JS History, vol. A-1, 37.  


It began, “Behold there Shall a Record be kept among you,” and affirmed that in that record JS would be known as a “seer

The Book of Mormon identified a seer as a “revelator, and a prophet also,” specifying, however, that a seer was “greater than a prophet.” A seer could “know of things which has past, and also of things which is to come.” The work of a seer included translation...

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& Translater & Prop[h]et an Apostle

A title indicating one sent forth to preach; later designated as a specific ecclesiastical and priesthood office. By 1830, JS and Oliver Cowdery were designated as apostles. The “Articles and Covenants” of the church explained that an “apostle is an elder...

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of Jesus Christ an Elder of the Church.” The revelation instructed “Oliver

3 Oct. 1806–3 Mar. 1850. Clerk, teacher, justice of the peace, lawyer, newspaper editor. Born at Wells, Rutland Co., Vermont. Son of William Cowdery and Rebecca Fuller. Raised Congregationalist. Moved to western New York and clerked at a store, ca. 1825–1828...

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mine Apostle” to ordain JS. David Whitmer

7 Jan. 1805–25 Jan. 1888. Farmer, livery keeper. Born near Harrisburg, Dauphin Co., Pennsylvania. Son of Peter Whitmer Sr. and Mary Musselman. Raised Presbyterian. Moved to Ontario Co., New York, shortly after birth. Attended German Reformed Church. Arranged...

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, who was at the meeting, wrote that “Joseph received a revelation that he should be the leader; that he should be ordained by Oliver Cowdery as ‘Prophet Seer and Revelator’ to the church, and that the church should receive his words as if from God’s own mouth.”10

Whitmer, Address to All Believers in Christ, 33.  


When Cowdery was later asked, “To what did you ordain Joseph on the 6th of April, 1830?” he answered, “I ordained him to be a Prophet, Seer, &c., just as the revelation says.”11

[William E. McLellin], “The Successor of Joseph the Seer,” Ensign of Liberty, Dec. 1847, 42.  


Eyewitness accounts affirm the date and place this document was dictated; nevertheless, early documents indicate some confusion about both.12

David Whitmer explained, “The reason why we met on that day was . . . that we should organize according to the laws of the land. On this account we met at my father’s house in Fayette, N. Y., on April 6, 1830.” Whitmer also referred to this revelation being given at that occasion. (Whitmer, Address to All Believers in Christ, 33; see also An Act to Provide for the Incorporation of Religious Societies [5 Apr. 1813], Laws of the State of New-York [1813], vol. 2, p. 214, sec. 3; see also JS History, vol. A-1, 37.)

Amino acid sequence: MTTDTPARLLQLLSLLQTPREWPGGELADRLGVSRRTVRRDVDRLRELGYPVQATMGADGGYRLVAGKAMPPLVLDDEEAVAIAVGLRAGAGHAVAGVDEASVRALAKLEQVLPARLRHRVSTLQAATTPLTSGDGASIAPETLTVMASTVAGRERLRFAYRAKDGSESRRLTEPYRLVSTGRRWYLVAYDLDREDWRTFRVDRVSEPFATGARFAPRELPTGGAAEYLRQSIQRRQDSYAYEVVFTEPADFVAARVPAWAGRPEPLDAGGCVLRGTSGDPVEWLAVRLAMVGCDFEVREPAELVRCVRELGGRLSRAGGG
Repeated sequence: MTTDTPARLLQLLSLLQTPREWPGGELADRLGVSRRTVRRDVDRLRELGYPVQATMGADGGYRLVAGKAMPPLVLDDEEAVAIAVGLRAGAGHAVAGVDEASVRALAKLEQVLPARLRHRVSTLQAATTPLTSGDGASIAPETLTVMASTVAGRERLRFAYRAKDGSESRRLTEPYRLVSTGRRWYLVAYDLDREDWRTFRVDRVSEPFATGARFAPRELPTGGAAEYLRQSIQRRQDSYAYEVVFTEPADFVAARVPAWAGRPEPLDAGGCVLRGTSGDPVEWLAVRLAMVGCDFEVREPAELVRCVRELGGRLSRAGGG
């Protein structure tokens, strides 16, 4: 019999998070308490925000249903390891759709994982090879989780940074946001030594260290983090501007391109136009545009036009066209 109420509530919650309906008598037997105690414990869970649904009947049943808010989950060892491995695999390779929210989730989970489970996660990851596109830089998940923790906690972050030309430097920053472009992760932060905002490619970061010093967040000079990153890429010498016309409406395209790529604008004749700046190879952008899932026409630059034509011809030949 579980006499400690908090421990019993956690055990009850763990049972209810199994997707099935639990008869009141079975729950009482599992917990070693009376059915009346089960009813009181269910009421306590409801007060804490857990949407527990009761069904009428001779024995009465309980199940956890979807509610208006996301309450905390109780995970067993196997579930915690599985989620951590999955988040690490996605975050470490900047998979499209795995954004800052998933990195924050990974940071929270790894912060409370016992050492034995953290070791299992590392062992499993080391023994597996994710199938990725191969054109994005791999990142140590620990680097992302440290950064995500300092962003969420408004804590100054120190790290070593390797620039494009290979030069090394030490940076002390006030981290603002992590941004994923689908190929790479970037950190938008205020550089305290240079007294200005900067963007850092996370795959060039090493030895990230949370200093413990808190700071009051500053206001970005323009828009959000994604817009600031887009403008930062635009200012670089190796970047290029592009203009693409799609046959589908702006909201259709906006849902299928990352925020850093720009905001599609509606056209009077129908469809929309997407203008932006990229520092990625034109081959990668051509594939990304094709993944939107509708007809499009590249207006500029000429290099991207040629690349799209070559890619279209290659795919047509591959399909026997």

In the heading to the text itself in Revelation Book 1, the earliest extant copy, and in the table of contents to that volume, John Whitmer

27 Aug. 1802–11 July 1878. Farmer, stock raiser, newspaper editor. Born in Pennsylvania. Son of Peter Whitmer Sr. and Mary Musselman. Member of German Reformed Church, Fayette, Seneca Co., New York. Baptized by Oliver Cowdery, June 1829, most likely in Seneca...

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dated the revelation to 1829.13

See Revelation Book 1, pp. 28, [207].  


Later, that date was crossed out multiple times by Oliver Cowdery

3 Oct. 1806–3 Mar. 1850. Clerk, teacher, justice of the peace, lawyer, newspaper editor. Born at Wells, Rutland Co., Vermont. Son of William Cowdery and Rebecca Fuller. Raised Congregationalist. Moved to western New York and clerked at a store, ca. 1825–1828...

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, who subsequently inserted “April 1830,” after which John Whitmer inserted the number “6” to specify the date as 6 April. Whitmer may have originally written “1829” because the revelation was situated in Revelation Book 1 next to a revelation that does date from 1829. In any case, the text of the revelation supports Cowdery’s redaction by referring to the establishment of the church in the past tense.